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Jack Cardiff received a 1960 Oscar Nomination as Best Director for this lush, engaging film starring Trevor Howard, Dean Stockwell and Donald Pleasence, which was adapted from D.H. Lawrence's classic novel. A young man with artistic talent who lives in a close-knit, English coal-mining town during the early 20th Century finds himself inhibited by his emotionally manipulative, domineering mother. Written by
Freddie Francis's cinematography is in some ways the star. It is not showy or intrusive. It's totally organic to the unfolding of the plot. Yet it is exquisite -- both with landscapes and with actors. This is especially true with Trevor Howard, very powerful as a boozy miner.
The other star is that great actress Wendy Hiller. Her role is far from entirely sympathetic. She suffocates her favorite son, well played by Dean Stockwell. She is demanding in a quiet way and selfish in a manner passing itself off as martyrdom. But what a gorgeous performance! Mary Ure was a fine actress. Somehow, though, the character she plays doesn't entirely work in my view. It seems more from kitchen-sink realism, like the Shelagh Delaney plays that were filmed around this time. (And where have they gone? Why don't we ever see "A Taste of Honey" or "The Leather Boys" anymore?) Heather Sears is good but I have to admit, to my embarrassment, I found it hard to shake her excellent performance in the tile role of "The Story of Esther Costello" from my mind. Her being a bright young woman taken with Stockwell, therefore, startled me throughout. That is my own failing and surely not hers.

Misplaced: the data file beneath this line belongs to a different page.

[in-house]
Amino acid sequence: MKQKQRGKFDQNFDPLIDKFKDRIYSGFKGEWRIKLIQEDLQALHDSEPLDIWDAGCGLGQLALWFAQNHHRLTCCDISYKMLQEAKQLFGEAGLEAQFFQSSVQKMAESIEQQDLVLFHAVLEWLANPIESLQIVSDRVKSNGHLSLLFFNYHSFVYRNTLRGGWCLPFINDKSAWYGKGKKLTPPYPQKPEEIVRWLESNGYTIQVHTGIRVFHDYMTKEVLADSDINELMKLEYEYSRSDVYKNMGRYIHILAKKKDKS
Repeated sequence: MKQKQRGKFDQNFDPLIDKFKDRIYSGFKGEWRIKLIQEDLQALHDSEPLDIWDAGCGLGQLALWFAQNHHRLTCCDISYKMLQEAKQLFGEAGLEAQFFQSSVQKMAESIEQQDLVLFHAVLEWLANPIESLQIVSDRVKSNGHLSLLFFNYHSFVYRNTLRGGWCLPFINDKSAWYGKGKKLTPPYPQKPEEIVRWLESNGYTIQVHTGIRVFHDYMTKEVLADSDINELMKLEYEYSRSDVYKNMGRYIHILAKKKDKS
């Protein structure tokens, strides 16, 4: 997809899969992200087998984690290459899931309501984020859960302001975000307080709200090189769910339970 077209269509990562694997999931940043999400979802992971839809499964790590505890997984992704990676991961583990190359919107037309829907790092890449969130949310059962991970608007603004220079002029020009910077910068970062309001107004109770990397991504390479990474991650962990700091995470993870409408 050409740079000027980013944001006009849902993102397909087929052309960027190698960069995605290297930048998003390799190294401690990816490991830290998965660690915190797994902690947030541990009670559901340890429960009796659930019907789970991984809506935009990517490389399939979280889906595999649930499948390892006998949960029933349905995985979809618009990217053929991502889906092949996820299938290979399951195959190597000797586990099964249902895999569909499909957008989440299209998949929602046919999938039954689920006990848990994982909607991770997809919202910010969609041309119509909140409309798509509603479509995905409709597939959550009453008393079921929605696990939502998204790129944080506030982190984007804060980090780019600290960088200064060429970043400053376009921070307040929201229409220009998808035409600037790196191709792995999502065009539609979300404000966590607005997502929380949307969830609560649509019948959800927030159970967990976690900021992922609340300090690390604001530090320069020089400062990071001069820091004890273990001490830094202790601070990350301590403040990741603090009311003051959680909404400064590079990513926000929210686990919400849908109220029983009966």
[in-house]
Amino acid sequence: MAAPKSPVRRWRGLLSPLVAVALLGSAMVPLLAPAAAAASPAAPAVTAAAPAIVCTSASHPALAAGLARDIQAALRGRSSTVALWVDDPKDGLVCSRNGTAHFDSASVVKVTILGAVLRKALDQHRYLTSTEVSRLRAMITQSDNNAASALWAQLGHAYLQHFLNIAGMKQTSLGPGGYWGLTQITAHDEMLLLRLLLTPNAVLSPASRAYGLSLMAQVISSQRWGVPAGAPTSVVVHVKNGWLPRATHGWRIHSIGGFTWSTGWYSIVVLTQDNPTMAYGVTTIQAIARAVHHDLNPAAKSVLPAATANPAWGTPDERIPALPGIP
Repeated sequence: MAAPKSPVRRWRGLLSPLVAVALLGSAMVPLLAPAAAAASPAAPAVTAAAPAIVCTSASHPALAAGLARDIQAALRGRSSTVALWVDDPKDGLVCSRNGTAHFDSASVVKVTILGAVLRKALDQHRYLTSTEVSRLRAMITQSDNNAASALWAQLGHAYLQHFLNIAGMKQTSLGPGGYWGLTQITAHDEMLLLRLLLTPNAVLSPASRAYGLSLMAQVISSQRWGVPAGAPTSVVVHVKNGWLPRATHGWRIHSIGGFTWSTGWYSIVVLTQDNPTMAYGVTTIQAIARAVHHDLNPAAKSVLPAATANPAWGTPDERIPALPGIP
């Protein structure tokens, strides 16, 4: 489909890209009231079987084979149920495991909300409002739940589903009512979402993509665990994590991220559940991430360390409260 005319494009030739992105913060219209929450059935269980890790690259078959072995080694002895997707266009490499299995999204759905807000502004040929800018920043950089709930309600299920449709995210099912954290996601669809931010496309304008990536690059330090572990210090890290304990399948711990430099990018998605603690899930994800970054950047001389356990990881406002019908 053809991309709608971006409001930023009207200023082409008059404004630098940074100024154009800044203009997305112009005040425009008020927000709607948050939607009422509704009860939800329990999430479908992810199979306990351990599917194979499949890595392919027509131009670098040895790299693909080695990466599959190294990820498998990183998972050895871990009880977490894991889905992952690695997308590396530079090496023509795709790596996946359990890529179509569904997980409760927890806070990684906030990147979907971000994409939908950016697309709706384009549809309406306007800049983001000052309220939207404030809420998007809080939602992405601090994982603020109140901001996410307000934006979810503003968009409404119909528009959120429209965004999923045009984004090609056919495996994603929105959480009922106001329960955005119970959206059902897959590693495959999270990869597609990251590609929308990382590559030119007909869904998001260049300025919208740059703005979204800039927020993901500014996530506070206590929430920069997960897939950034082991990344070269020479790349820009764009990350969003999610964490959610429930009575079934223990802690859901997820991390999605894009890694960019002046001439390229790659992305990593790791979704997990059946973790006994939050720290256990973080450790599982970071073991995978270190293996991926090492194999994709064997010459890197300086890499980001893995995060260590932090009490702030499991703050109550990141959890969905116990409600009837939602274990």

This is a superb movie. All of it is good. But for me, the scenes involving Hiller are the most compelling. Howard, too, is superb. And Stockwell as Paul. The family story is heart-wrenching.
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